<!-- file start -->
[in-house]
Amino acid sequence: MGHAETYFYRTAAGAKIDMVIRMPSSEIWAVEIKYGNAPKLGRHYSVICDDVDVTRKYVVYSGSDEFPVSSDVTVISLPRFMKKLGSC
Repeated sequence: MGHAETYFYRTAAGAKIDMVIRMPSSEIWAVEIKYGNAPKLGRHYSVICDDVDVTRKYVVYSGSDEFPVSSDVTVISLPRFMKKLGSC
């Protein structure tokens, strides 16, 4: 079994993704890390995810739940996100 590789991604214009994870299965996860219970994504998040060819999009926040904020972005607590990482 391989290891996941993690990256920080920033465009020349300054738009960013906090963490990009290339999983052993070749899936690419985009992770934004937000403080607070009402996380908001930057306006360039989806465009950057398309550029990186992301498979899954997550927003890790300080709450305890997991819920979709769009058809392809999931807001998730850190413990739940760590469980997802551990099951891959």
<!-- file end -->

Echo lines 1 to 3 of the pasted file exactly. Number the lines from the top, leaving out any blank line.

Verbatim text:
[in-house]
Amino acid sequence: MGHAETYFYRTAAGAKIDMVIRMPSSEIWAVEIKYGNAPKLGRHYSVICDDVDVTRKYVVYSGSDEFPVSSDVTVISLPRFMKKLGSC
Repeated sequence: MGHAETYFYRTAAGAKIDMVIRMPSSEIWAVEIKYGNAPKLGRHYSVICDDVDVTRKYVVYSGSDEFPVSSDVTVISLPRFMKKLGSC